A case where "cooking" is clearly a participle might be:

s2)   "I am cooking"

A case where it could be a gerund would be:

s3)   "I like cooking"

So how do we express these sentences without any declensions?  The first monster, (s1), must be unraveled and reduced to its bare meaning, which, if the time context is already known, we can then express as:

   <I start cook>  =  "Aȓt iafua yȓmyȓ"

If there's some question as to when this will take place -- like, we don't know whether it's describing what the person is doing right now or whether it's describing what they'll be doing as soon as they get off the phone -- then a time context word can be included, as:

  <I start soon cook> = "Aȓt iafua ime yȓmyȓ"


  <I start now cook> = "Aȓt iafua enz yȓmyȓ"

That was pretty easy.

Now let's look at "I am cooking", which, unless it's spoken by a megalomaniac chef who is trying to take over the world ("I AM COOKING ... I AM *ALL* OF COOKING...") is clearly using a participle.  How do we capture its meaning without any tenses?  We just need to realize the participle is totally unnecessary; in English, for reasons which escape me, we never miss an opportunity to use the progressive tense, and this is a fine example.  One can simply say

  <I cook> = "Aȓt yȓmyȓ"

and be done with it.

When we look at (s3) we have a small problem; when we cast it in Iemy-form, we get

  <I like cook> = "Aȓt arhyȓt yȓmyȓ"

and it's ambiguous:  Do we like the concept of cooking (gerund), or do we like to cook (verb)?  If we're watching a cooking show when we say this, we probably mean the former; if we're baking muffins, we probably mean the latter.  But then, when we look back at the English we realize it's ambiguous, too.  We live with it in English; we can presumably live with it in Iemy, too.

In Old Iemy there was no ambiguity:  Gerunds and participles looked different, because one's a noun and one's a verb.  We'd have

  <I like-en cook-o> = "Ât arhÿten ÿmÿo"


  <I like-en cook-en> = "Ât arhÿten ÿmÿen"

depending on which was wanted.

The endings are optional in New Iemy, and are nearly always omitted.  However, there is always the option of using an ending to indicate the part of speech if something needs to be clarified.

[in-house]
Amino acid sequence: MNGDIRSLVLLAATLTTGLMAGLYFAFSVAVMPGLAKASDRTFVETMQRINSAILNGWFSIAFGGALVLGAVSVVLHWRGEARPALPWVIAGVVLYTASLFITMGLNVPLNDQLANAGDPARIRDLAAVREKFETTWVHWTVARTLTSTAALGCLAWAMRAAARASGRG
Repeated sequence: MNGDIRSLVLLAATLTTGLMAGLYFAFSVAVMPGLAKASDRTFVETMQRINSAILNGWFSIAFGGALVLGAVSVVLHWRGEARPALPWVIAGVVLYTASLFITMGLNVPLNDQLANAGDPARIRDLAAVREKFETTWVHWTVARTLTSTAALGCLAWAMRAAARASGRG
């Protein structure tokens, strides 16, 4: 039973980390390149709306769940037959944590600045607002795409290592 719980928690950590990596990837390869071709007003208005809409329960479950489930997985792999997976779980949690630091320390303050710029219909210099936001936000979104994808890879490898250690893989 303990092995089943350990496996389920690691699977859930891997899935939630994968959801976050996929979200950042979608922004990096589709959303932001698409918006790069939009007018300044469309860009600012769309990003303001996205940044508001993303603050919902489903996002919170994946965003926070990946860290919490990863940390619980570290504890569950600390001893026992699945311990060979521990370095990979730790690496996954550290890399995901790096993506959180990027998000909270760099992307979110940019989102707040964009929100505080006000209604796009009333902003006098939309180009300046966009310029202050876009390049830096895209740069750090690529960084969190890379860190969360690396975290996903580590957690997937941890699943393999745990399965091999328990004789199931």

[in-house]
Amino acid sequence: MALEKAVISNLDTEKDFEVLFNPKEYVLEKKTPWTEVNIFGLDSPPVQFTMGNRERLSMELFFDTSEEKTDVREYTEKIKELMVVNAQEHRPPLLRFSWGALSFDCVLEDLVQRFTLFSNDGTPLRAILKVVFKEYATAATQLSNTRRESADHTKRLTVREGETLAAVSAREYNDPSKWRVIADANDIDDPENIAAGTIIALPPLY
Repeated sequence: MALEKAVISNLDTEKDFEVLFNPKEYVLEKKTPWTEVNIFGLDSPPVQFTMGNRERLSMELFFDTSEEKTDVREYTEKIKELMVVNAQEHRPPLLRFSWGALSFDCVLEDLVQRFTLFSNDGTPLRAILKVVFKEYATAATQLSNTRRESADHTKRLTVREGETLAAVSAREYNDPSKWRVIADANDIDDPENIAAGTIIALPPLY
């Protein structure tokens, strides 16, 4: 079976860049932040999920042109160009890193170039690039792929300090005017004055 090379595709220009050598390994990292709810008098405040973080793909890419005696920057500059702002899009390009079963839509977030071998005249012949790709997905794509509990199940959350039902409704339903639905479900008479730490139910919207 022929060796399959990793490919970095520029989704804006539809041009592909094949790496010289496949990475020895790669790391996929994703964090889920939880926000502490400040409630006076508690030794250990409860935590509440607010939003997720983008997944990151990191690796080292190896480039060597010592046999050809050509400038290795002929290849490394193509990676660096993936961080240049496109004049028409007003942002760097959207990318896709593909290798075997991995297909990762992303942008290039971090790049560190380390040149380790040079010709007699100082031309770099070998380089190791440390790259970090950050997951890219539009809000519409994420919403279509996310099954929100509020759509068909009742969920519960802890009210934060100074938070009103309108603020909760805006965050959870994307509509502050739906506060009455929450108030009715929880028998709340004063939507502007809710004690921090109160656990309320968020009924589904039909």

Word Endings in Old Iemy

Old Iemy used specific endings to (almost) uniquely identify the part of speech of all verbs, nouns, adjectives, and adverbs (though there were no inflections, even then).  Combined with the strict word order, this appears to make Old Iemy parsable as a context free grammar: You could (probably) write a Yacc program which understood Old Iemy.  In New Iemy, in which the part of speech endings are optional and nearly always omitted, the parsing is more difficult, particularly since it appears that it's still legal to use any word in any grammatical position (if it makes semantic sense).

In Old Iemy, in principle, any stem could be used as a noun, verb, or modifier, since the ending tells you what it's doing and prevents ambiguity.  In New Iemy you can do the same thing but in many cases you shouldn't.   For  example, the perfectly comprehensible English sentence, "A racer races in a race", translated naively into Iemy, comes out "Ufit ufit he ufit" and nobody's going to have a clue what you're talking about.  Say, rather, "Arn yȓk ufit ufit he ufit".  It has the same structure but is far more comprehensible.  Word for word, it transliterates to "One who race race in race" which has an obvious meaning.